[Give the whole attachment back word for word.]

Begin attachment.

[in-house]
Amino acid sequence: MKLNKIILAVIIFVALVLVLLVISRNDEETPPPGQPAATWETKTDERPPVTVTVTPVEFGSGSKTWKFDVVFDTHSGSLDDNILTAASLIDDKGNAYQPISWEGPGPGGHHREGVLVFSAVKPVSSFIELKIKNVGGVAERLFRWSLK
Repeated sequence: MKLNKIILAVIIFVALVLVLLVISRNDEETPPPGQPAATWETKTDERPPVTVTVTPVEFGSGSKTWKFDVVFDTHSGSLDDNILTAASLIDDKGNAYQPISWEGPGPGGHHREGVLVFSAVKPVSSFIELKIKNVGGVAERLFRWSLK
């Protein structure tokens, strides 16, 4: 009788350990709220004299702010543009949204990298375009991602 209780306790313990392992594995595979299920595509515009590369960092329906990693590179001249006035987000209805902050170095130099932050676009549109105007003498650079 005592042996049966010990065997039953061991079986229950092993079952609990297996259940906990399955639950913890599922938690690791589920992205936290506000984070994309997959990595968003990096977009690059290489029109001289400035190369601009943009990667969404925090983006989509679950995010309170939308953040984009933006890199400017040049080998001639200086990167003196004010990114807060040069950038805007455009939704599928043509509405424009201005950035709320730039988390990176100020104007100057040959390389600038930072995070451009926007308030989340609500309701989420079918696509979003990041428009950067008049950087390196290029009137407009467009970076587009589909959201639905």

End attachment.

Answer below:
[in-house]
Amino acid sequence: MKLNKIILAVIIFVALVLVLLVISRNDEETPPPGQPAATWETKTDERPPVTVTVTPVEFGSGSKTWKFDVVFDTHSGSLDDNILTAASLIDDKGNAYQPISWEGPGPGGHHREGVLVFSAVKPVSSFIELKIKNVGGVAERLFRWSLK
Repeated sequence: MKLNKIILAVIIFVALVLVLLVISRNDEETPPPGQPAATWETKTDERPPVTVTVTPVEFGSGSKTWKFDVVFDTHSGSLDDNILTAASLIDDKGNAYQPISWEGPGPGGHHREGVLVFSAVKPVSSFIELKIKNVGGVAERLFRWSLK
């Protein structure tokens, strides 16, 4: 009788350990709220004299702010543009949204990298375009991602 209780306790313990392992594995595979299920595509515009590369960092329906990693590179001249006035987000209805902050170095130099932050676009549109105007003498650079 005592042996049966010990065997039953061991079986229950092993079952609990297996259940906990399955639950913890599922938690690791589920992205936290506000984070994309997959990595968003990096977009690059290489029109001289400035190369601009943009990667969404925090983006989509679950995010309170939308953040984009933006890199400017040049080998001639200086990167003196004010990114807060040069950038805007455009939704599928043509509405424009201005950035709320730039988390990176100020104007100057040959390389600038930072995070451009926007308030989340609500309701989420079918696509979003990041428009950067008049950087390196290029009137407009467009970076587009589909959201639905």